Sunday, June 29, 2008

Family Relations

I've been poking around the internet looking to see if I can find anything out about the dogs in Iris' pedigree. I actually did manage to find Iris' breeder - Dogone Australian Shepherds. The website isn't much of anything, but the Puppies page says "All our puppies have been placed in their new homes. The next planned litter will be in November of 2003 on the West Coast." Iris was born in May '03 so I bet she's one of the puppies they'd just placed. I wish there were pictures! The breeder hasn't responded to emails, but it could easily just be an out-of-date address. It's too bad because I'd love to talk to her about her dogs. I might try getting in touch with Pincie Creek since that's who bred her dam. I'm mostly just curious about what the dogs in her pedigree were like. It'd be nice to know if any of her close relatives had any health problems too.

I couldn't find anything about Iris' parents, but I did find a couple of dogs further back in her pedigree. It looks (to me anyway, although I don't really know much about pedigrees) like Iris is from a conformation x working cross.

The closest relative I found is Iris' grandfather on her dam's side: Justus McCain of Pincie Creek. Isn't he handsome? Even if he doesn't have witch-hat ears.

Her great grandfather on her dam's side is Shope's Goodnight Bandit. Down at the bottom it says he carried little coat until he was about 6 years old. Iris just turned 5 and I think she has a light coat compared to most show Aussies. I like her coat because it's so "wash and wear." After so many years of keeping my Wheaten in full coat, it's kind of nice to go weeks between full groomings. Bandit's coat at 4 years looks thicker than Iris' coat now (or maybe just better groomed).

On her sire's side, I found her great-grandfather and great-grandmother. If you scroll down a bit, you'll see Gingerlynn's Patrick O'Shannon and Misty Blue of Southwynd. Their About Us page has a little bit more about Paddy.

And that's all I could find!

Heeling #3

It was pretty hot during class this afternoon, and so I had a lazy Aussie. I took advantage of this and had her hang out on a blanket with me instead of in her crate. She was really good! She stayed out the entire class and seemed generally ok with just hanging out with me.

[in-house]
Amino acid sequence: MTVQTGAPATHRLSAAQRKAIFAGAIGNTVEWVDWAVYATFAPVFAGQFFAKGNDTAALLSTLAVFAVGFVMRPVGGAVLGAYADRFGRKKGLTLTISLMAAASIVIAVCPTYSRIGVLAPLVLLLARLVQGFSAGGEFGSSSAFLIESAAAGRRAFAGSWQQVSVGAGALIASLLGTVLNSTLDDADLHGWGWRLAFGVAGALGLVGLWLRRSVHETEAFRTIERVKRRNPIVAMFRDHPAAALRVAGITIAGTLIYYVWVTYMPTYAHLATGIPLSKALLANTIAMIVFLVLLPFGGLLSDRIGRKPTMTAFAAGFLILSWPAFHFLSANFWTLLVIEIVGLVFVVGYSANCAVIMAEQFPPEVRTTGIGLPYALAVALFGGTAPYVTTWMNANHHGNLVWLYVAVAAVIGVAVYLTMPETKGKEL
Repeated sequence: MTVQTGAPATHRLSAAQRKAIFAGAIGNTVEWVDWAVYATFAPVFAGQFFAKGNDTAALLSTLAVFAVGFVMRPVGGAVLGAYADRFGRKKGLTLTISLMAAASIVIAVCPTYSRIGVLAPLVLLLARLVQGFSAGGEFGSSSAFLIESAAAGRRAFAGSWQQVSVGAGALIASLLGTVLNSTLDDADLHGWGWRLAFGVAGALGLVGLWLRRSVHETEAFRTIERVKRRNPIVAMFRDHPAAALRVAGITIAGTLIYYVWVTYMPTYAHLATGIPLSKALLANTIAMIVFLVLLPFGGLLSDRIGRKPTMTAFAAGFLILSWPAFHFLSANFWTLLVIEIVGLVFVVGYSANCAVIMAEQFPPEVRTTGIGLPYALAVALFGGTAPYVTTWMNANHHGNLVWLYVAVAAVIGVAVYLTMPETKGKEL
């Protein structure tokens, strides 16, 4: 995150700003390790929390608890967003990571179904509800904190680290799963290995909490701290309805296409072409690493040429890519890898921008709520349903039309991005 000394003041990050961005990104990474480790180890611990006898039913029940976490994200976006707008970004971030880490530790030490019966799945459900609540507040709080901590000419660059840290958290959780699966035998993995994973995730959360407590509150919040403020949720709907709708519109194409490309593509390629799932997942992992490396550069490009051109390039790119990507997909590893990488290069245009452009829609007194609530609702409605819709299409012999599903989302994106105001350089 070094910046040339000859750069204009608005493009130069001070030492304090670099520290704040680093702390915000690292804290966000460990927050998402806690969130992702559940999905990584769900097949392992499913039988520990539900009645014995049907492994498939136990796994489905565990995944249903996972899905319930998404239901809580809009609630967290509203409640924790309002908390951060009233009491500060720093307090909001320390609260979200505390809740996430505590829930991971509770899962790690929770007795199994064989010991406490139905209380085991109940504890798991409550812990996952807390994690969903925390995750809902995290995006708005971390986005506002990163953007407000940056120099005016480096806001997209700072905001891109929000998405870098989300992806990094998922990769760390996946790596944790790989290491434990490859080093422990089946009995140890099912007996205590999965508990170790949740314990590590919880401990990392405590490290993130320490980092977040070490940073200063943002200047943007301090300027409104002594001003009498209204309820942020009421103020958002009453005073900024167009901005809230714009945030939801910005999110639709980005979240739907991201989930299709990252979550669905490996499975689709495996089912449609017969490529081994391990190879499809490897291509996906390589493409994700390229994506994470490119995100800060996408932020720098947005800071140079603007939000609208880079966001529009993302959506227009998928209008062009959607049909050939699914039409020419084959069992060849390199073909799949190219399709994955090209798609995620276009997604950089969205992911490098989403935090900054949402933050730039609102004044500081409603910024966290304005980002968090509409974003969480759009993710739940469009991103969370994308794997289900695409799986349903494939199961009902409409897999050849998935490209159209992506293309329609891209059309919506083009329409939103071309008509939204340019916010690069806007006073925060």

We only practiced a little this past week, but I did see a definite improvement in her following me around the ring in heel position. I really like working on that one with her. Yesterday, I was even able to have her out in the yard just dragging a long line, and she was awesome about staying engaged with me. I've never brought her out in the yard like that because one of the reasons she was in the shelter was for bolting. Something is starting to click in her head.

In class, we practiced getting our dogs to move from in front of us and into heel position. I used a treat to lure Iris around and into position and then asked her to sit. She figured out pretty quickly that the end result was a sit and started sitting too early. Silly girl. We also worked on teaching our dogs to keep their front feet stationary and shift the back feet around in a circle. Iris had a little bit of trouble with this one and kept wanting to sit (hey, that is what we were doing earlier!) When I taught her to back up, she picked it up much faster what I started clicking for back foot movement, which probably means I'm more accurate with the clicker than a verbal marker.

But the really exciting part of the day is that Julie and Ike gave Iris her very own Screaming Monkey. Iris says thank you Ike for sharing!

No more posing! She has to carefully maintain focus or else the boys might make bid for it.

Saturday, June 28, 2008

5 Directions #2

Thursday was Iris' first 5 Directions class. Ok, so it was actually the second class, but I forgot to show up for the first one. We started by reviewing "switch," which is what we would have learned in the previous class. Good thing there was a review for the scatterbrains in the crowd! Basically, you start with the dog on one side and walk up to the cone. The dog should walk around the cone and end up on your other side with both of you turned around. That probably makes no sense. I'm a painter, not a writer. Here's a diagram for everyone who has no idea what I just tried to say:

That's right. Look at that diagram. Clearly art school was money well spent.

To teach "switch," you start with treats in one hand (the treat should be in whichever hand is closest to the dog. I forget this and almost always use my right hand regardless of where Iris is. That is not how you are supposed to train your dog and someday will probably result in me tripping and falling face first over my dog). The tricky part is switching hands to guide the dog around the cone, so I thought it was a good idea to have treats in both hands.